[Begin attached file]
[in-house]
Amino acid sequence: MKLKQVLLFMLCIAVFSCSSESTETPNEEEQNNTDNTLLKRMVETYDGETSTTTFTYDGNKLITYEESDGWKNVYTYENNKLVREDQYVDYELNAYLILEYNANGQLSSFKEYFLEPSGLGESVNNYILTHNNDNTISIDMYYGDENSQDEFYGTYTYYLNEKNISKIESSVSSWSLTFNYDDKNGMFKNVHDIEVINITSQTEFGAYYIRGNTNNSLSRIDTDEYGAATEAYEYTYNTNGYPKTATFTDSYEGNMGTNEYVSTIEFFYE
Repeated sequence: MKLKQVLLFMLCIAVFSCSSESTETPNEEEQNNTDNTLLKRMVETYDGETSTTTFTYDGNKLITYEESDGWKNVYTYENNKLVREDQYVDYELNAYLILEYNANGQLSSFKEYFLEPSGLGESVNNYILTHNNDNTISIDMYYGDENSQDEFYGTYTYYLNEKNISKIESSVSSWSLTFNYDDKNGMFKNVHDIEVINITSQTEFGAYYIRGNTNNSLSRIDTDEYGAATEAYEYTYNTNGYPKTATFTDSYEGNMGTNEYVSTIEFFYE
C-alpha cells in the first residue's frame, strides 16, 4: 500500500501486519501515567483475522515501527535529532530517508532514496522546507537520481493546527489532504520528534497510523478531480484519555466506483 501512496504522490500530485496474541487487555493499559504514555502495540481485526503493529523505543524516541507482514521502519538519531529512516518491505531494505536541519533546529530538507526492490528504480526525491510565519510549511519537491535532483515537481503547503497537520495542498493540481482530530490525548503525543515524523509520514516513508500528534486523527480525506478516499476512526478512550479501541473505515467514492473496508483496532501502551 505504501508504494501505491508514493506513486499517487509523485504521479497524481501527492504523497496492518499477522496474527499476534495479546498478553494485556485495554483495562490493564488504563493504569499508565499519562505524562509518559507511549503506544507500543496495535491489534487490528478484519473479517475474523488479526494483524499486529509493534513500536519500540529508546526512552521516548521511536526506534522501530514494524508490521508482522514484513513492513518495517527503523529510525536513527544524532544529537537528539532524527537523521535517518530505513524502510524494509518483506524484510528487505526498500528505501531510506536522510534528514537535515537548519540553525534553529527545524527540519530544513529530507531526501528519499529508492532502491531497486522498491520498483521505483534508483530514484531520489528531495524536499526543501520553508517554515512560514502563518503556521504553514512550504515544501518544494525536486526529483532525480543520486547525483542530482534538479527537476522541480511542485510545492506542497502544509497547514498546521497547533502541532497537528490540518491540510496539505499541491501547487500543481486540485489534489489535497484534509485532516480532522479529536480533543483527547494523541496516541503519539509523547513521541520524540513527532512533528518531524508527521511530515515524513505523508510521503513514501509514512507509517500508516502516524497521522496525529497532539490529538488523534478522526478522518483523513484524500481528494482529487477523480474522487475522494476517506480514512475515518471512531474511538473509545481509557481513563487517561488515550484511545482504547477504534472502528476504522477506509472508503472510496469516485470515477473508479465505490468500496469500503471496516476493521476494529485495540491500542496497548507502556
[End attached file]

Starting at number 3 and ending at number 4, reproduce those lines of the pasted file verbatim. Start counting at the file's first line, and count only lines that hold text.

Repeated sequence: MKLKQVLLFMLCIAVFSCSSESTETPNEEEQNNTDNTLLKRMVETYDGETSTTTFTYDGNKLITYEESDGWKNVYTYENNKLVREDQYVDYELNAYLILEYNANGQLSSFKEYFLEPSGLGESVNNYILTHNNDNTISIDMYYGDENSQDEFYGTYTYYLNEKNISKIESSVSSWSLTFNYDDKNGMFKNVHDIEVINITSQTEFGAYYIRGNTNNSLSRIDTDEYGAATEAYEYTYNTNGYPKTATFTDSYEGNMGTNEYVSTIEFFYE
C-alpha cells in the first residue's frame, strides 16, 4: 500500500501486519501515567483475522515501527535529532530517508532514496522546507537520481493546527489532504520528534497510523478531480484519555466506483 501512496504522490500530485496474541487487555493499559504514555502495540481485526503493529523505543524516541507482514521502519538519531529512516518491505531494505536541519533546529530538507526492490528504480526525491510565519510549511519537491535532483515537481503547503497537520495542498493540481482530530490525548503525543515524523509520514516513508500528534486523527480525506478516499476512526478512550479501541473505515467514492473496508483496532501502551 505504501508504494501505491508514493506513486499517487509523485504521479497524481501527492504523497496492518499477522496474527499476534495479546498478553494485556485495554483495562490493564488504563493504569499508565499519562505524562509518559507511549503506544507500543496495535491489534487490528478484519473479517475474523488479526494483524499486529509493534513500536519500540529508546526512552521516548521511536526506534522501530514494524508490521508482522514484513513492513518495517527503523529510525536513527544524532544529537537528539532524527537523521535517518530505513524502510524494509518483506524484510528487505526498500528505501531510506536522510534528514537535515537548519540553525534553529527545524527540519530544513529530507531526501528519499529508492532502491531497486522498491520498483521505483534508483530514484531520489528531495524536499526543501520553508517554515512560514502563518503556521504553514512550504515544501518544494525536486526529483532525480543520486547525483542530482534538479527537476522541480511542485510545492506542497502544509497547514498546521497547533502541532497537528490540518491540510496539505499541491501547487500543481486540485489534489489535497484534509485532516480532522479529536480533543483527547494523541496516541503519539509523547513521541520524540513527532512533528518531524508527521511530515515524513505523508510521503513514501509514512507509517500508516502516524497521522496525529497532539490529538488523534478522526478522518483523513484524500481528494482529487477523480474522487475522494476517506480514512475515518471512531474511538473509545481509557481513563487517561488515550484511545482504547477504534472502528476504522477506509472508503472510496469516485470515477473508479465505490468500496469500503471496516476493521476494529485495540491500542496497548507502556